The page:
Project architect Jerry Kler of Sausalito rejected Marinak’s characterization of the development, and was critical of the architects that designed her property in the 1980s, siting buildings along the boundaries of the parcel that would undoubtedly create tension with the next developer.

Kler asserted that the development team had crafted the proposal thoughtfully given the positions of the buildings, the driveway that provides separation, and an abundance of landscaping throughout.

“We looked at that when we started the project, and we said, ‘The least we can do for 101 Ellis is to try and keep our project as far away as we can,’” Kler said. “And we did that. We don’t expect any thanks for that, but we tried to do it.”

Henry’s appeal was focused on the unfettered public access to his private road, Martin Circle, that was constructed for his subdivision, but has since become a shortcut for drivers avoiding congestion.

Even though a condition of approval for the project curbed the use of the street for construction vehicles, he wanted stronger enforcement for uses beyond that as the residential street continues to deteriorate.

Police and planning officials said they would meet with residents of Martin Farms to try and identify a path to mitigating the excessive use of a private drive that’s connected to a major thoroughfare in East Washington Street.

Mayor Teresa Barrett also recommended Henry get in touch with the McKinley administration to get a reminder out to parents that Martin Circle is off limits.

“We constantly get this shortcut over to the apartment complex or to Ellis,” Henry said. “We’re having the school people drive through our complex in the morning and wait for their children at the school. Our roadway is damaged, and it’s in bad need of repair.”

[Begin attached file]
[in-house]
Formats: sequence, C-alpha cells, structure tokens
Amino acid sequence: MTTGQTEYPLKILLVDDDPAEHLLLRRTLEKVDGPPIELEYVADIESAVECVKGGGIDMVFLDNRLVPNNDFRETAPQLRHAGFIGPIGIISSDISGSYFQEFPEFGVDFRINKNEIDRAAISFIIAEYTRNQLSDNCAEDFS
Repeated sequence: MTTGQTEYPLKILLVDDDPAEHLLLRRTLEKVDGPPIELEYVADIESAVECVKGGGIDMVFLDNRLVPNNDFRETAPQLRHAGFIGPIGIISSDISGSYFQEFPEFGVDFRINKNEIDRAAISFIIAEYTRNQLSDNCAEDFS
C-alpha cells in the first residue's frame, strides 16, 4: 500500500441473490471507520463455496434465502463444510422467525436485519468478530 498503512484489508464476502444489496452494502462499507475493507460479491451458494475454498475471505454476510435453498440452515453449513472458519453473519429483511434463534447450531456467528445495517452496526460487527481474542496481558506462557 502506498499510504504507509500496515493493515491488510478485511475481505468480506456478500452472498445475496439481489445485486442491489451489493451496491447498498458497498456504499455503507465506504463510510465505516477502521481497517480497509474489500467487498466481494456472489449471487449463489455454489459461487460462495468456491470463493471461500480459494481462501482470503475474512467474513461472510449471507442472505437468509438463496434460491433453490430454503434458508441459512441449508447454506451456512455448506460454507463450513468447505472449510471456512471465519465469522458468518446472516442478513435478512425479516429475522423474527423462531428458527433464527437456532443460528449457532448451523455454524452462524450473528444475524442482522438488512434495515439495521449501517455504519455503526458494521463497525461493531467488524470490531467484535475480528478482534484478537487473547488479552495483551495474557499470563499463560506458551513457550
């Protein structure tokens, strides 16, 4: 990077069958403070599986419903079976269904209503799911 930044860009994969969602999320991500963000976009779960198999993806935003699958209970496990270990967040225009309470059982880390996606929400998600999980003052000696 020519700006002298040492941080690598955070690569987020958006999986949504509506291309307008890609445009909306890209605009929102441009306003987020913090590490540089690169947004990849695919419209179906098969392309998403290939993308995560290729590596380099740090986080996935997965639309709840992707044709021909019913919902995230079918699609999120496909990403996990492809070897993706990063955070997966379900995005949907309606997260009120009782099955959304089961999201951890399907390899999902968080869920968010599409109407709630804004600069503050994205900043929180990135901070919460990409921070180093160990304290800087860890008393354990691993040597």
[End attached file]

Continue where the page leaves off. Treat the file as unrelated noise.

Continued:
The DeCristo apartments will be priced at a market-rate, although one unit will be set aside for very-low income households.

Eighteen of the parking spaces are in ground-floor garages, each equipped with infrastructure to support electric vehicle chargers if the tenants choose to install them. Two of the four outdoors spaces will be EV charging stations.

The entire property, except for the water heaters, will be run on electricity as opposed to natural gas. Kler also intends to add solar arrays at some point.

Each building will contain eight stalls for bicycles, a total of 24 for the entire complex. An eight-foot-wide pedestrian trail will provide access to Washington Creek, which runs along the northeastern edge of the parcel.

Barrett said she was sympathetic to the concerns raised by the appellants next door, and was optimistic that the design of the DeCristo development, specifically the 31-foot driveway, should make for a less impactful experience.

“I do think it may not be as bad as you think it is,” she said. “Infill is a bloody business. But we want it, and we also want it to go high rather than go low. We don’t want sprawl.”

(Contact News Editor Yousef Baig at yousef.baig@arguscourier.com or 776-8461, and on Twitter @YousefBaig.)